Alternate Methods of Collecting Deposits
In addition to the traditional method of collecting and storing deposits, there are now schemes which allow those who do not have access to large amounts of money a chance to secure a rental contract. A brief explanation of those schemes, as well of the traditional method is below.
The usual way of calculating a deposit is one month’s rent plus £100. For example, an £850 per calendar month property would have a deposit, or bond, of £950. If your deposit was paid to a landlord after 6 April 2012, it must be registered with a government backed tenancy deposit scheme. At the end of your tenancy, the deposit will be paid back to you, minus any deductions made by the landlord considering the condition of the property. You are able to dispute this deduction with the scheme your deposit was registered with.
Under this scheme the tenant sets up their own account with a deposit protection scheme and pays the required deposit into the account. The money is then frozen for the duration of the tenancy. When the tenant wishes to move and applies for a new tenancy, they can apply for part of this money to be directly transferred into a new deposit, meaning that they don’t have to find the cash for a new deposit before the old one is released.
When the tenant moves into the new property, the rest of the old deposit is returned to them, minus any deductions made by the old landlord.
Zero Deposit Scheme
This scheme requires a smaller up-front cost to start a tenancy, however, the money is not returned at the end of the tenancy. Zero Deposit charges a fee of one week’s rent as a Guarantee to your landlord, which replaces the need to pay a traditional deposit. This means that for an £850pcm property, you will be paying in the region of £210. If you continue with the tenancy for more than 12 months, you will be charged a yearly renewal of £26. At the end of this tenancy, you will need to pay the landlord for any repairs judged necessary, and any unpaid rent. If you do not pay, then the Zero Deposit scheme will pay the landlord, then seek payment from you. You will not receive your initial payments back, as this is a “Guarantee”, not a true deposit.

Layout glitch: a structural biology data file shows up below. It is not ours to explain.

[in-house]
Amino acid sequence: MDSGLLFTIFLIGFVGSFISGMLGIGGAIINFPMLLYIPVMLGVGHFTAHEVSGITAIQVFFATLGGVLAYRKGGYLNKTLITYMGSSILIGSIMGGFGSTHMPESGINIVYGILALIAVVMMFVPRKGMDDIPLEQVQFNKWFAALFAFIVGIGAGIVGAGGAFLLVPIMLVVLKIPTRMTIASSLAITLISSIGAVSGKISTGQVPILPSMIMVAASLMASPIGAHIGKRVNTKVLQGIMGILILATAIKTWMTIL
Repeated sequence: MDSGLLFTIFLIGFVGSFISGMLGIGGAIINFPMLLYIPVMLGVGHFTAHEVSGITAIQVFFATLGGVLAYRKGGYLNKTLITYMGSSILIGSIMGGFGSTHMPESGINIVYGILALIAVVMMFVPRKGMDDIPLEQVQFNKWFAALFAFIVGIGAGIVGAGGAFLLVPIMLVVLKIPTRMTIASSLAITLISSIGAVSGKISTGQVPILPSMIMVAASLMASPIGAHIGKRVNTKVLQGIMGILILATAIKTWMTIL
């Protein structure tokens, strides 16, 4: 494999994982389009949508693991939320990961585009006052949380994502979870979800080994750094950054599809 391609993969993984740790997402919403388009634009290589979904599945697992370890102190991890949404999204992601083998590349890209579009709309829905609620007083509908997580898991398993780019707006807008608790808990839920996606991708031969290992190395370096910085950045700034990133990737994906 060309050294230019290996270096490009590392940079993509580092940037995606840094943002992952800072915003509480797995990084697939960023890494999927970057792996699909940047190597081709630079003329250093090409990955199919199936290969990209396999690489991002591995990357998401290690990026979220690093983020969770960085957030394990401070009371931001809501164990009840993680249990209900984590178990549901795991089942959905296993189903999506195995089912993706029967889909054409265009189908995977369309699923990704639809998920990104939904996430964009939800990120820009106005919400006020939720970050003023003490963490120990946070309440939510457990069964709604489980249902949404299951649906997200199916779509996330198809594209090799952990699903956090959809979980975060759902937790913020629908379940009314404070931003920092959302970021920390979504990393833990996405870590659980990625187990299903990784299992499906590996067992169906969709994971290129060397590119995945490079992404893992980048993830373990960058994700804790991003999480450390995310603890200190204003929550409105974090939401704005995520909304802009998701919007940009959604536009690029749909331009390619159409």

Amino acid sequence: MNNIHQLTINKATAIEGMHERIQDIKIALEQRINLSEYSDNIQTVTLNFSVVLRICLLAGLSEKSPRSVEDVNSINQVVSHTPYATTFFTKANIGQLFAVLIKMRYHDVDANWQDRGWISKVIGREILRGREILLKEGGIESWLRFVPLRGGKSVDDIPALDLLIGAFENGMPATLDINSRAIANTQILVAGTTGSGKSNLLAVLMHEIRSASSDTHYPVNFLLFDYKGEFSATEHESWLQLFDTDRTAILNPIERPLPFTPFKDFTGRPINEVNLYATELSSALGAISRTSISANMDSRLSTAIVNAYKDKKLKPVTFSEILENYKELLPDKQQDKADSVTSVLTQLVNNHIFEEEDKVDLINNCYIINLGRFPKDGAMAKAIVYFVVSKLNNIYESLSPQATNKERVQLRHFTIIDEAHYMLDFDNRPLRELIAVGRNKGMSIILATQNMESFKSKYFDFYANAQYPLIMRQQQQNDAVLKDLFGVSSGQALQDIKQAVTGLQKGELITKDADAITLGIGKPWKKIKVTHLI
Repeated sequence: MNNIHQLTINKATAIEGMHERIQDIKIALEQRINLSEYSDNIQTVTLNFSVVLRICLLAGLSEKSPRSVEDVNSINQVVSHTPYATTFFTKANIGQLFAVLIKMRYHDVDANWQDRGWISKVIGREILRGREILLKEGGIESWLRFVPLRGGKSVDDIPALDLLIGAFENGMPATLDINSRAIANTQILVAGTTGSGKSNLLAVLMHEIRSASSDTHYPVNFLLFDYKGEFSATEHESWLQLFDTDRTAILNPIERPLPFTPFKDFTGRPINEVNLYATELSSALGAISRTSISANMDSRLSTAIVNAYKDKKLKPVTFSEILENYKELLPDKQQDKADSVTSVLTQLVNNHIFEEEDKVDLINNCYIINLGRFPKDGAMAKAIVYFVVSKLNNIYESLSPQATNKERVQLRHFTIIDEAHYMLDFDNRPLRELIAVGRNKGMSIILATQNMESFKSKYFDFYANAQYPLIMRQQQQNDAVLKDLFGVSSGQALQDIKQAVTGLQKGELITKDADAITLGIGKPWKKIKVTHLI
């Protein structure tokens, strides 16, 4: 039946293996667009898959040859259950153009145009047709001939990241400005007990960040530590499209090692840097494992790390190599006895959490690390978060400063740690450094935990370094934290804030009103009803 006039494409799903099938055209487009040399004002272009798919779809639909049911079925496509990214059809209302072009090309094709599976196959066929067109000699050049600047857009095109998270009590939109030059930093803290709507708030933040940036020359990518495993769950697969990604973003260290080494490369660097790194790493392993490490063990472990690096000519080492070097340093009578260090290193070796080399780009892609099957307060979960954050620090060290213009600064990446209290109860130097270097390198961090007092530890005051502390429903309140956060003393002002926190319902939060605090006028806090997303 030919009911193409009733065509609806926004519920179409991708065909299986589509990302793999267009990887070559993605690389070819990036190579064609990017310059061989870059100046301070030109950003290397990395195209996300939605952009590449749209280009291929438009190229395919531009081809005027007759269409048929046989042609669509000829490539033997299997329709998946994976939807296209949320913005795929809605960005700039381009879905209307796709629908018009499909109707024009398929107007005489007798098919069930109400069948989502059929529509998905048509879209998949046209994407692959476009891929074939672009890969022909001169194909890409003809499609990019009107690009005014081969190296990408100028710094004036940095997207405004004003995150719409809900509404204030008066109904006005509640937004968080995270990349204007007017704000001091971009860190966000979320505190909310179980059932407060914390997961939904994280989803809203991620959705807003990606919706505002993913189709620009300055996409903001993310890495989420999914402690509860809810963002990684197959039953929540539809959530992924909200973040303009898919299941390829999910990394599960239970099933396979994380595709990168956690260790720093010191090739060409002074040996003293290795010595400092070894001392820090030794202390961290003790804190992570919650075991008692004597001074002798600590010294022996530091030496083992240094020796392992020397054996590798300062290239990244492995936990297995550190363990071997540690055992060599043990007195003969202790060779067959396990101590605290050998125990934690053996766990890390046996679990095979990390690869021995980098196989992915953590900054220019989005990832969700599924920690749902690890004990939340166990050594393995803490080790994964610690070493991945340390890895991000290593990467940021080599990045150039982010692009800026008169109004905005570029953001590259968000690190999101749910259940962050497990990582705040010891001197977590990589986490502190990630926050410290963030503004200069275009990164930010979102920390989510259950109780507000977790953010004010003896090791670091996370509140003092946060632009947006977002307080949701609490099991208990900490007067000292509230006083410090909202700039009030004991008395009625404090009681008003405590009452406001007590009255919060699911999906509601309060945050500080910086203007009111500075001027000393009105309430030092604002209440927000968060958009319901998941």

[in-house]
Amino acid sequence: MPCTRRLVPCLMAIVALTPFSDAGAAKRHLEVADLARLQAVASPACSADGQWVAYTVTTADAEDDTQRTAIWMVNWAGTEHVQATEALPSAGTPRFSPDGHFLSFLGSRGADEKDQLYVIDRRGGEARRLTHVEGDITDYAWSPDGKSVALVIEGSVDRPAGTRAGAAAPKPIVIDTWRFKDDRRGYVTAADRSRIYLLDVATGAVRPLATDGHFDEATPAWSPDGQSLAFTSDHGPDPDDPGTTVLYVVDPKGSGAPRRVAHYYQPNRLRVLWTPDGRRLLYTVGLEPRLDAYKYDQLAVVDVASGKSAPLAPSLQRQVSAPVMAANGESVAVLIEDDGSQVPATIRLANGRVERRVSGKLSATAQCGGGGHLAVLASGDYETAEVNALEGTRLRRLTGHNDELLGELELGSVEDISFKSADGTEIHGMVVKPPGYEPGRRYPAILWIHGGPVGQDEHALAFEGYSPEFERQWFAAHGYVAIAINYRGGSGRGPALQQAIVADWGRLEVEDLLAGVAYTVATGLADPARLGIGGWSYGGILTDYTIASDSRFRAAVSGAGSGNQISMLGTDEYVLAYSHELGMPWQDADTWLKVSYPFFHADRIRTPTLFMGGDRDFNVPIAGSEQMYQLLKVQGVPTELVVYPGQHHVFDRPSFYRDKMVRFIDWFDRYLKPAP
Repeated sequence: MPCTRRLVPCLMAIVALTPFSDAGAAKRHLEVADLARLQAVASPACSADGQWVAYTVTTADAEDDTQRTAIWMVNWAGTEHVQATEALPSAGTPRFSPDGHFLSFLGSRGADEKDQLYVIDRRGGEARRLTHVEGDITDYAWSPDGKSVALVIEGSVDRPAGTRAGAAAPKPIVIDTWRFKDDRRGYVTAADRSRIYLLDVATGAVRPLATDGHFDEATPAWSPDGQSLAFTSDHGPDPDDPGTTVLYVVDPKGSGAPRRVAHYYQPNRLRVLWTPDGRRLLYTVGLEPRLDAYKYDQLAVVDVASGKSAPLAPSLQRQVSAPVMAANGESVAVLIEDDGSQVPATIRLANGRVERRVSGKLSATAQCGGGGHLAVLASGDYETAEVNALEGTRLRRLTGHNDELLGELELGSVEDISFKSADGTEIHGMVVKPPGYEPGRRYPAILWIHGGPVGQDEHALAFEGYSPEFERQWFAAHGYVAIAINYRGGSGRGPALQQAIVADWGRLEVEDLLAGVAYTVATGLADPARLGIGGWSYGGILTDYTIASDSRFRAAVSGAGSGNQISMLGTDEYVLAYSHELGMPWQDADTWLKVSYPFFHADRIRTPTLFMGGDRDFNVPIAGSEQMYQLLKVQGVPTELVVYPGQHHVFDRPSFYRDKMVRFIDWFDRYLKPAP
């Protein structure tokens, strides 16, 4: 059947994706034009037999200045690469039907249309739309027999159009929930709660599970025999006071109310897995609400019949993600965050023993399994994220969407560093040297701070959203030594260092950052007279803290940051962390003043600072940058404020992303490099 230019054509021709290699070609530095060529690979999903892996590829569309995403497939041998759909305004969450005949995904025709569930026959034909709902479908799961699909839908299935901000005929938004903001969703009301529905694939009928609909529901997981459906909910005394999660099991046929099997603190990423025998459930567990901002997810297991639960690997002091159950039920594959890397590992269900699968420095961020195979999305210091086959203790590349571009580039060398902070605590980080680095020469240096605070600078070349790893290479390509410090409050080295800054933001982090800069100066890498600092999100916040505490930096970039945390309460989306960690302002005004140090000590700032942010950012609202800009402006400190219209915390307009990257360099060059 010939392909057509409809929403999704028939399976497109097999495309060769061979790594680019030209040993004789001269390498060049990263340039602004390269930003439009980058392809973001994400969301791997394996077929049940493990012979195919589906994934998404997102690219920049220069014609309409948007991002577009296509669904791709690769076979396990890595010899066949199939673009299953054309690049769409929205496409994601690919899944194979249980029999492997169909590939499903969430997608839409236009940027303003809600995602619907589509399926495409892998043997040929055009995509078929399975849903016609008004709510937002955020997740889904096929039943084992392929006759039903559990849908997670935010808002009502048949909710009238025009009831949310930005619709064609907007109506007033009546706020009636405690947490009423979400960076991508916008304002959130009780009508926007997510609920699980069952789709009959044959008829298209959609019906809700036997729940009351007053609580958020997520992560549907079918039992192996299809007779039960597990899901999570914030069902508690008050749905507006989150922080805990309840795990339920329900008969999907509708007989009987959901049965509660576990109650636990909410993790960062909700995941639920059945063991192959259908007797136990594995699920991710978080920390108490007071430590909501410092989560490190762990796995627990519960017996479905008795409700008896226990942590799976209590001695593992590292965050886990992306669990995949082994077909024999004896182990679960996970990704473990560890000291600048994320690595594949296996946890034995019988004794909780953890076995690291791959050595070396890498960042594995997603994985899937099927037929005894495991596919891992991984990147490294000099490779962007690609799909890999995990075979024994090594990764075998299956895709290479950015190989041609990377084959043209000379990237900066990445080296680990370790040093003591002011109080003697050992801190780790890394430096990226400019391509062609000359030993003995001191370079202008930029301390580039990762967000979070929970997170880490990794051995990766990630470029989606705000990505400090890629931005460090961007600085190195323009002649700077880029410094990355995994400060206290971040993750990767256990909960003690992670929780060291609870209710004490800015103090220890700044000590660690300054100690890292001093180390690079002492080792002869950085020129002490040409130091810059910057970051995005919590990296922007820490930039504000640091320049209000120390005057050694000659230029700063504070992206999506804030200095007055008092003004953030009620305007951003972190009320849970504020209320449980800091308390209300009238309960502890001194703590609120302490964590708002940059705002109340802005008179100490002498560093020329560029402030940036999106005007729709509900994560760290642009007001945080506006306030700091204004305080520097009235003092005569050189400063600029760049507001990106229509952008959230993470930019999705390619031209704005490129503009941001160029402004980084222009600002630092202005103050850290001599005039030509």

The benefit of this scheme is that you can set up a tenancy without needing a lot of cash spare, however, the downside is that you will not be repaid that money at the end of the tenancy.
Insurance Based Tenancy Deposit
Another option is to use Insurance Based schemes. These require tenants to pay a monthly fee instead of a lump sum at the beginning of the tenancy. The amount paid will change depending on the property and tenants’ circumstances. The benefit of this is not needing that large sum to secure a tenancy, but the negatives are that insurance prices can vary widely, and that the money will not be returned to the tenant.
Dedicated Deposit Loan Company
The idea behind this scheme is that a Government backed loan company be created to provide low interest loans to people who cannot afford traditional deposits. Tenants will able to pay the loan back over the course of their tenancy. This will enable tenants to reclaim the money at the end of the tenancy, minus any deductions made by the landlord. The only other outgoing is the interest payable on the loan.
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